I think it depends. If you are educated as an engineer in all these languages, it will definitely be an asset. Many people claim proficiency in languages in which they are not educated in a technical field. For serious work, the interview will be conducted in that language and they will be eliminated.
While knowing a language is always helpful for travel and enjoyment, employment requires very specific skills.
Ask yourself, "In how many of these languages can I explain the four laws of thermodynamics?"
Don't forget the zeroth.
I am an aerospace engineer who managed international consultants. My first criterion for hiring was knowledge of the technical field. Knowing languages at the "basic university" level is useless.
If you are qualified in engineering in English, French, and Arabic it would be a plus. German and Russian would be good also if you could converse with clients on their level. In Philippines, I found that everyone who was technically qualified spoke English extremely well.
I discuss engineering matters in English, Russian and German, but I was not hired for my linguistic skills. I also read French and can understand thermodynamic discussions. French engineers and scientists (Sadi Carnot and others) did much fundamental work.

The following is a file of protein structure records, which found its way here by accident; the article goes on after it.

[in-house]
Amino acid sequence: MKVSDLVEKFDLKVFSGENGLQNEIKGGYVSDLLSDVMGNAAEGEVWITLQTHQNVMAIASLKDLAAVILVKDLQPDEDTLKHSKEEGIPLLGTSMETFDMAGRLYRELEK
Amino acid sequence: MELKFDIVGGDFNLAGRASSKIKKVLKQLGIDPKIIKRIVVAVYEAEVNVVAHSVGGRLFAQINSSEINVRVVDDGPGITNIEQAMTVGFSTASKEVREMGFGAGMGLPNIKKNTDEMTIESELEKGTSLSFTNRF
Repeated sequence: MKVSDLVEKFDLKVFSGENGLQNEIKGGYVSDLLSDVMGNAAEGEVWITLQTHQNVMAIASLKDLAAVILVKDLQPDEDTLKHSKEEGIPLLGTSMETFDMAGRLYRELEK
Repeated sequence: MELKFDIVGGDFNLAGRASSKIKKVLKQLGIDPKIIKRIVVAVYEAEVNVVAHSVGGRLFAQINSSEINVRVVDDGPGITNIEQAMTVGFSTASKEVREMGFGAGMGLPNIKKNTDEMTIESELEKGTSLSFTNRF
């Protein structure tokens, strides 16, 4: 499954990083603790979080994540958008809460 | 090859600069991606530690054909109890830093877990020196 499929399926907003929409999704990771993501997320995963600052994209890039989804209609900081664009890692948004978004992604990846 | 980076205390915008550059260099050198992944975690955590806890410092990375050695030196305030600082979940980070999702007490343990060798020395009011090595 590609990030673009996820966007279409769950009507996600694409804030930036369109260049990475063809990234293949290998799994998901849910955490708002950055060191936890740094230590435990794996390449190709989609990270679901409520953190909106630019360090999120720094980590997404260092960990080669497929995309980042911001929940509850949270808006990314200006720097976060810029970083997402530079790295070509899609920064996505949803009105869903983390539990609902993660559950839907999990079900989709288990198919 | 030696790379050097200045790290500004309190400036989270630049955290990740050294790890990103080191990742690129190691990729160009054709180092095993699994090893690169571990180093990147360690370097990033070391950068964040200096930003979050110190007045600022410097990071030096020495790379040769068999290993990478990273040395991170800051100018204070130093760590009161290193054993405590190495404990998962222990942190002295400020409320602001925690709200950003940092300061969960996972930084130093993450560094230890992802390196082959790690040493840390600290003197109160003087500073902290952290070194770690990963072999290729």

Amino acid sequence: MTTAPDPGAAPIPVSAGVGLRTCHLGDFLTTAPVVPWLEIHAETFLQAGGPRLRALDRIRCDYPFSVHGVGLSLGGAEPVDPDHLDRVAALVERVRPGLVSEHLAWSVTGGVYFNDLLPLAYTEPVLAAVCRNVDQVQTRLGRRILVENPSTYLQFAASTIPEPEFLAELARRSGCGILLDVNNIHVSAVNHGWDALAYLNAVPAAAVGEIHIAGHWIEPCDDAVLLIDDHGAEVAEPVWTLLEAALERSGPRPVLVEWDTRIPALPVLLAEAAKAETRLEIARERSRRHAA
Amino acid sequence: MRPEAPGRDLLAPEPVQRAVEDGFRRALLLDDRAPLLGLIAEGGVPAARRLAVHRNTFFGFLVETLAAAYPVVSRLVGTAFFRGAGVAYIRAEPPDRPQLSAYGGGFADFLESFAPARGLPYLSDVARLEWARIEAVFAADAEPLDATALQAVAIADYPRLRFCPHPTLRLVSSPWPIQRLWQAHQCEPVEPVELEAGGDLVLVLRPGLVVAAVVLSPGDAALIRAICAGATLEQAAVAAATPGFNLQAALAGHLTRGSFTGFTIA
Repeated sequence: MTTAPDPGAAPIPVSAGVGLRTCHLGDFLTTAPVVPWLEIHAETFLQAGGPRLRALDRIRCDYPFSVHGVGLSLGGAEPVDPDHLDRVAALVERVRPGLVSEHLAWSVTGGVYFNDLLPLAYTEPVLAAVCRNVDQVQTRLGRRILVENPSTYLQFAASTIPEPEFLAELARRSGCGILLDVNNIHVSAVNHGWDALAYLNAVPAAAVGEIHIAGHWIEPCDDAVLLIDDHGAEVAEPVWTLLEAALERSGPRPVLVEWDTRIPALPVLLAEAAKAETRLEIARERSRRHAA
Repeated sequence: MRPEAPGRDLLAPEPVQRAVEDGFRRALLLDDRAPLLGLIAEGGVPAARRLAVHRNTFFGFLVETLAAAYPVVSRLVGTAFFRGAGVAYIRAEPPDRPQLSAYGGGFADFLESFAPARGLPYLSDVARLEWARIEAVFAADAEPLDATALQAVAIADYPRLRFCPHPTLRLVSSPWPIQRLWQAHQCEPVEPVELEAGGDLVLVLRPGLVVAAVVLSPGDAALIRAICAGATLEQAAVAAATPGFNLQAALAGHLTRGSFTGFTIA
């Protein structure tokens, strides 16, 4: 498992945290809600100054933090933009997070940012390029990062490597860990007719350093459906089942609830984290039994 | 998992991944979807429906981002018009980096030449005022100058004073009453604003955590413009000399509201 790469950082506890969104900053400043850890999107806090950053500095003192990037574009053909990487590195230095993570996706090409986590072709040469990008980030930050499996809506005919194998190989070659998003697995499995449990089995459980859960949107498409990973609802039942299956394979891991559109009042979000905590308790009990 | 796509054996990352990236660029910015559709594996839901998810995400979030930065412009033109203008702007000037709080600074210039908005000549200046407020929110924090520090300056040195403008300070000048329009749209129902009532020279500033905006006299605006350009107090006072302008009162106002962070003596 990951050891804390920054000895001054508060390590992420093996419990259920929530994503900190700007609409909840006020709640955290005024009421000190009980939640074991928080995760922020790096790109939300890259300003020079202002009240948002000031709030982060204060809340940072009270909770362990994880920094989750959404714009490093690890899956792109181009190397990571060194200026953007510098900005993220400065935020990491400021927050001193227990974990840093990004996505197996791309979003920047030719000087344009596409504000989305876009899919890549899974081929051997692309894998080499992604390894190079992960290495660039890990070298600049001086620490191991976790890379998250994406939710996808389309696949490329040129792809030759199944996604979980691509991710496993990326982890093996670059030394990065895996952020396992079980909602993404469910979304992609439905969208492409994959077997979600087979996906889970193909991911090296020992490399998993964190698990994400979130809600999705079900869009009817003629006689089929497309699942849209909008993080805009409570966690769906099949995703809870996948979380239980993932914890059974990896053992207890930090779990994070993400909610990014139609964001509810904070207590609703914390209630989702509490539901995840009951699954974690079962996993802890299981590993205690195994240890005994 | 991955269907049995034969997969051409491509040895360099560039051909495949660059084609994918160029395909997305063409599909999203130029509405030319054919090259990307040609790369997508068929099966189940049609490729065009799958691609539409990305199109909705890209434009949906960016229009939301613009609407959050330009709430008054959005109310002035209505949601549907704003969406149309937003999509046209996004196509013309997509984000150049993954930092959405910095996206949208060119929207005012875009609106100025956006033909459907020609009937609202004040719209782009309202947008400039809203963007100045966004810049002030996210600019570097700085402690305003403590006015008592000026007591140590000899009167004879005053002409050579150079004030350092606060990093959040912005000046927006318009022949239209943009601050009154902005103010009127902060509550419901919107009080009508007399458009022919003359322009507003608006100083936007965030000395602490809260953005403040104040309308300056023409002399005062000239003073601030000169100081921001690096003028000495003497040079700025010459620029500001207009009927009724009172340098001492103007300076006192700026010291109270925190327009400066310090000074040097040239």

If I received a resume from you that stressed your languages and not your engineering, I probably wouldn't interview you. There are many people who are qualified in more than one language. They act as principals without interpreters or translators.
As with many technical people, I do mathematical calculations "in my head." I am not impressed with a 22 year-old expecting to enter the job market in the early 2020s. I understand there might be things that are delaying you and you might be planning for an advanced degree, but I think delaying further by learning languages would be counter-productive. Any good engineering school demands a heavy course load. Think about it.